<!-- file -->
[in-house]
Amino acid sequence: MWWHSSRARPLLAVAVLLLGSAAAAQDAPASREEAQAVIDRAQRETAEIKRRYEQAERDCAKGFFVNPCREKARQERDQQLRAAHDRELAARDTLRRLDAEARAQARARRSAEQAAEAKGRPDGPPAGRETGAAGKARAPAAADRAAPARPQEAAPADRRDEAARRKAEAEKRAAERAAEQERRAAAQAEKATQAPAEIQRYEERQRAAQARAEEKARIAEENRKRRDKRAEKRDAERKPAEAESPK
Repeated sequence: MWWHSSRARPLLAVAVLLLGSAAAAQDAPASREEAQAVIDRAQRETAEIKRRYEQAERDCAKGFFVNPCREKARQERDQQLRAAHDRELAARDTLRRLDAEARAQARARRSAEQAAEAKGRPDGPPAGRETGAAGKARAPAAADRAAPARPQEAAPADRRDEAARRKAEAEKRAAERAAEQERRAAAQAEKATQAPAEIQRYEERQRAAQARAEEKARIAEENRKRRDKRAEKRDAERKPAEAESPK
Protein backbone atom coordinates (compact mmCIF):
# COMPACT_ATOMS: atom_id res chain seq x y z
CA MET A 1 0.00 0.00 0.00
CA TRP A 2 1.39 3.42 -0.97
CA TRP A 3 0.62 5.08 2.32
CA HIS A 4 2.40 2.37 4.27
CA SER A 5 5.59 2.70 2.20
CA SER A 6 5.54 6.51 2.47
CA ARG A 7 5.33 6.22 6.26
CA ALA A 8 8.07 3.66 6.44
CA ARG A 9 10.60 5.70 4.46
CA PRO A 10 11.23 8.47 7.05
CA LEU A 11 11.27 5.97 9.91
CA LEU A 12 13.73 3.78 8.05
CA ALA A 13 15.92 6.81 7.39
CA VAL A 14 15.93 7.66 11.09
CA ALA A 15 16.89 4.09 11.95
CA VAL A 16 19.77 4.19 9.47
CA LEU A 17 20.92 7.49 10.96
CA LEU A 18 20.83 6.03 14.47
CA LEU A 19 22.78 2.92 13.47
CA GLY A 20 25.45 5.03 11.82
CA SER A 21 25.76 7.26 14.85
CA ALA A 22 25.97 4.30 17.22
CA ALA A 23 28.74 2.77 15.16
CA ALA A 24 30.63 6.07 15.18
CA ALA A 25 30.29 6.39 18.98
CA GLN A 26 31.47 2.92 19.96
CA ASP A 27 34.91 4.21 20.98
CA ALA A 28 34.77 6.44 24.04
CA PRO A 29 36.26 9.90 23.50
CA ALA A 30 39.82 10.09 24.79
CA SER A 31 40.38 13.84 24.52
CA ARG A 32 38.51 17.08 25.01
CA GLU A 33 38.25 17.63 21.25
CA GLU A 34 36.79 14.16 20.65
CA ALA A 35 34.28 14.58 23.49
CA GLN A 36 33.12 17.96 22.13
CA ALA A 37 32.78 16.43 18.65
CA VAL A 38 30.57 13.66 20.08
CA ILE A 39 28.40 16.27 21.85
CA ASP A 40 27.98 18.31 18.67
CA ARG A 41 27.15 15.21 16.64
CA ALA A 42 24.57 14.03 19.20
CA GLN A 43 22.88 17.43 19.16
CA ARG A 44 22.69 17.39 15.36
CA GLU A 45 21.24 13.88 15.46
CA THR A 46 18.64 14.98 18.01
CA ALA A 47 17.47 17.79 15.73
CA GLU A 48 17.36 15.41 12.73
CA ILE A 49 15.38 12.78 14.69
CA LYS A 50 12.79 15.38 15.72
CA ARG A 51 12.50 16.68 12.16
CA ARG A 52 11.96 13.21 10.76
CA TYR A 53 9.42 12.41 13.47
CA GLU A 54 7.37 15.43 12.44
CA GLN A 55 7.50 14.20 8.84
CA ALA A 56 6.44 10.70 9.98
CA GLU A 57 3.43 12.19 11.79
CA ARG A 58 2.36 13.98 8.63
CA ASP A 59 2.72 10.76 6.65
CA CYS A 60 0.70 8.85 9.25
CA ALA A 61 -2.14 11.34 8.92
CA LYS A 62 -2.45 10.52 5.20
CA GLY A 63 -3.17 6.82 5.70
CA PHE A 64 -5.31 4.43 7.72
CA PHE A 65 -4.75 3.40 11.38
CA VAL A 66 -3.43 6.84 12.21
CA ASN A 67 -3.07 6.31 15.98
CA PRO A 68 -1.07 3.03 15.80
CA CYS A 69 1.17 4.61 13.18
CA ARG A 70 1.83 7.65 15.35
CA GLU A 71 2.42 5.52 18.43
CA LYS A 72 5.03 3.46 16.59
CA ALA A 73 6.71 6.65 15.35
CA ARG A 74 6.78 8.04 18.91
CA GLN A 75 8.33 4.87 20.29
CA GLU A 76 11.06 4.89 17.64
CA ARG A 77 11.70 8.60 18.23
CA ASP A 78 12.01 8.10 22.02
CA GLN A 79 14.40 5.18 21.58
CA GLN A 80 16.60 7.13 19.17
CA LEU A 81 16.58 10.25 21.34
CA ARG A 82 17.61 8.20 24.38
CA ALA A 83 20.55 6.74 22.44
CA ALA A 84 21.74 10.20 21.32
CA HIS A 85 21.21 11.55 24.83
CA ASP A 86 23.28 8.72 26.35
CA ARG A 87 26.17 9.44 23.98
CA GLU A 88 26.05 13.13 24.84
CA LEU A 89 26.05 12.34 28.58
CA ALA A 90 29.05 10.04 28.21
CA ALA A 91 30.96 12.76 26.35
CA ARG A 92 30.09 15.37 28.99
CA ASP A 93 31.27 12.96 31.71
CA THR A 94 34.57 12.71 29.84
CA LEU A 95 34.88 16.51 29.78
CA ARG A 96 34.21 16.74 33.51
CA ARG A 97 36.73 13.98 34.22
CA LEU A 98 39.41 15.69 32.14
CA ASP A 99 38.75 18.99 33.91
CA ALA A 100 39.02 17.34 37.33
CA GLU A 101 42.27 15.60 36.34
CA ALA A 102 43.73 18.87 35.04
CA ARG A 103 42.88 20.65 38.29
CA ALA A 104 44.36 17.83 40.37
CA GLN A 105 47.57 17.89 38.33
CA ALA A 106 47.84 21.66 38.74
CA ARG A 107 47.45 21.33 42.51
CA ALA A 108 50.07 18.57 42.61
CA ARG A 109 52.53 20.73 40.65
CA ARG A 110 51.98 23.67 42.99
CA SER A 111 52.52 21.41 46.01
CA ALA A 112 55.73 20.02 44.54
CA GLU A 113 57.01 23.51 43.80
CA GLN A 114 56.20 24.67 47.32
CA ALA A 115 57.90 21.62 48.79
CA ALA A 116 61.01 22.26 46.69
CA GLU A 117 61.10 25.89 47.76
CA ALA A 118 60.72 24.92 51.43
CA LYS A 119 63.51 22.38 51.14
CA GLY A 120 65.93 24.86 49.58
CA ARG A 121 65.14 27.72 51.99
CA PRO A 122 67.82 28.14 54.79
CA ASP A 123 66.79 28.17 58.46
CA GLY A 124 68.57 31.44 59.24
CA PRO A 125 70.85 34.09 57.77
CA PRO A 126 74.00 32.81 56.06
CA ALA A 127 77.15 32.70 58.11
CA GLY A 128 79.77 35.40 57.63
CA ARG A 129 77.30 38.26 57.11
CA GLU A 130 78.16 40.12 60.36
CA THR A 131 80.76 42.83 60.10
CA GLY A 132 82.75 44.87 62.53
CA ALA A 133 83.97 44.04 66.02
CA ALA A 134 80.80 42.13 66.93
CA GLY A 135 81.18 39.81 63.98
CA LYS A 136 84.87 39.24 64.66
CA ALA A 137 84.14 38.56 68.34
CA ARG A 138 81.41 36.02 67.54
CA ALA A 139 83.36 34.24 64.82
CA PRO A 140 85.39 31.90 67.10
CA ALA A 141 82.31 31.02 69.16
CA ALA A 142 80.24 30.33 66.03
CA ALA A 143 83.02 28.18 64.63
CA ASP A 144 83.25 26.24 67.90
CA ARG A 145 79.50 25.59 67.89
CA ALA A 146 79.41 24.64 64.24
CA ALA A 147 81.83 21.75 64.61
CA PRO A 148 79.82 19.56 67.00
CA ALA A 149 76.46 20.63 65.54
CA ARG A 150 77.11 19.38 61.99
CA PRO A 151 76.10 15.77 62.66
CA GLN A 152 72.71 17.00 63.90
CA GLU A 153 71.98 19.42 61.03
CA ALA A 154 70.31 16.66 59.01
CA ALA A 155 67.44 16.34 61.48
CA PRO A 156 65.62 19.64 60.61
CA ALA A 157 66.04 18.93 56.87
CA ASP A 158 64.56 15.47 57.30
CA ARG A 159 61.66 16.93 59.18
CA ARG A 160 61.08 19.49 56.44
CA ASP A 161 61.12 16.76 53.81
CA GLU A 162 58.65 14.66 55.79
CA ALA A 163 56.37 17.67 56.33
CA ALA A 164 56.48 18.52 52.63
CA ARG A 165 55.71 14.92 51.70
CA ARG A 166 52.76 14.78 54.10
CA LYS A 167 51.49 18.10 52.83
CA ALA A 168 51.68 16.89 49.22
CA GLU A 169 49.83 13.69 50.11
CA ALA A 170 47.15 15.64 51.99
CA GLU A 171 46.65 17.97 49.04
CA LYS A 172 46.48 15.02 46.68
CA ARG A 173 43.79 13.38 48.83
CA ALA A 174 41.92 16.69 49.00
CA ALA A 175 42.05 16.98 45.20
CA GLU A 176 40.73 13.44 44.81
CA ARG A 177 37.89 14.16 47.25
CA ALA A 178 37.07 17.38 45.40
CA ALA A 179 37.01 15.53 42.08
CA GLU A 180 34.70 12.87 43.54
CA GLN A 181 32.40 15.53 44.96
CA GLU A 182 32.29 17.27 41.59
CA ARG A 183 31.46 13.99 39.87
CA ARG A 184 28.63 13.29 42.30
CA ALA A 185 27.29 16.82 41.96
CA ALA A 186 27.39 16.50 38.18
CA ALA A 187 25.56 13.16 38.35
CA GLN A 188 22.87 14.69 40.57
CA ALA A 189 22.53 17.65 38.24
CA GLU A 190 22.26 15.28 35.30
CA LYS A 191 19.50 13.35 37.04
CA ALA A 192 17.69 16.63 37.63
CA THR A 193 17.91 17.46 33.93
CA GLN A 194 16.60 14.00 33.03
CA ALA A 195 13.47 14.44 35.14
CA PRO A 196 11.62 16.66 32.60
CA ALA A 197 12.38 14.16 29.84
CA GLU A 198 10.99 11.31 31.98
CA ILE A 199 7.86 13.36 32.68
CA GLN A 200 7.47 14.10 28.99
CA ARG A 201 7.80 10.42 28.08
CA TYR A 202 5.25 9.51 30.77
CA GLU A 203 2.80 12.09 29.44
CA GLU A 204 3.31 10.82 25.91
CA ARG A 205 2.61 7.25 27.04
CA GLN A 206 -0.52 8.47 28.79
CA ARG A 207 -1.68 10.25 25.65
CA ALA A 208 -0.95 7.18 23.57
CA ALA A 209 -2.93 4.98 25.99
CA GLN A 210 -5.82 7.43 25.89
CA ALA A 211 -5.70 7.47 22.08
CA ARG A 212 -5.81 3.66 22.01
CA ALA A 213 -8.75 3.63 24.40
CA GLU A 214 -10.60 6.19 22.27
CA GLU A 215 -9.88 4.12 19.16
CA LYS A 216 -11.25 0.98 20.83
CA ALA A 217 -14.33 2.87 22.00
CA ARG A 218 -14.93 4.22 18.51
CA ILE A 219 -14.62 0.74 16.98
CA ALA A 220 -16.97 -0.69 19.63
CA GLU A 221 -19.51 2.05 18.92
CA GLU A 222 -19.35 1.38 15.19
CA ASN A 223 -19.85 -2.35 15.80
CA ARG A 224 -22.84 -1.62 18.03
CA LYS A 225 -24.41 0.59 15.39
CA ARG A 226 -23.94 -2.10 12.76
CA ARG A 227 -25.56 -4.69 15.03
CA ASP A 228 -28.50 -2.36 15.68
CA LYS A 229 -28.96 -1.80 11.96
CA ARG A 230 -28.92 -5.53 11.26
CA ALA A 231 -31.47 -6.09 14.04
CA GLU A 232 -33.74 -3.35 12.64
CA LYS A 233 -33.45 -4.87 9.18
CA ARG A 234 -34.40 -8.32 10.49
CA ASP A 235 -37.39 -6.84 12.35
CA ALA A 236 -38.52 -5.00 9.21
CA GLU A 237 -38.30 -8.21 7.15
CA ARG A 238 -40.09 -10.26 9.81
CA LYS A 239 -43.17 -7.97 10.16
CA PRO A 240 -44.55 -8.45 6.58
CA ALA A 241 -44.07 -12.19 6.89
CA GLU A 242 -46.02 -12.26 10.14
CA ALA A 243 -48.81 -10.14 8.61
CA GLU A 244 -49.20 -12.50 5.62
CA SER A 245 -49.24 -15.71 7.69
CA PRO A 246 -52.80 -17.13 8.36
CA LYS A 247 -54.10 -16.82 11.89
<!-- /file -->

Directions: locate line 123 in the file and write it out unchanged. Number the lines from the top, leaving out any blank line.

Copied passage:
CA ALA A 118 60.72 24.92 51.43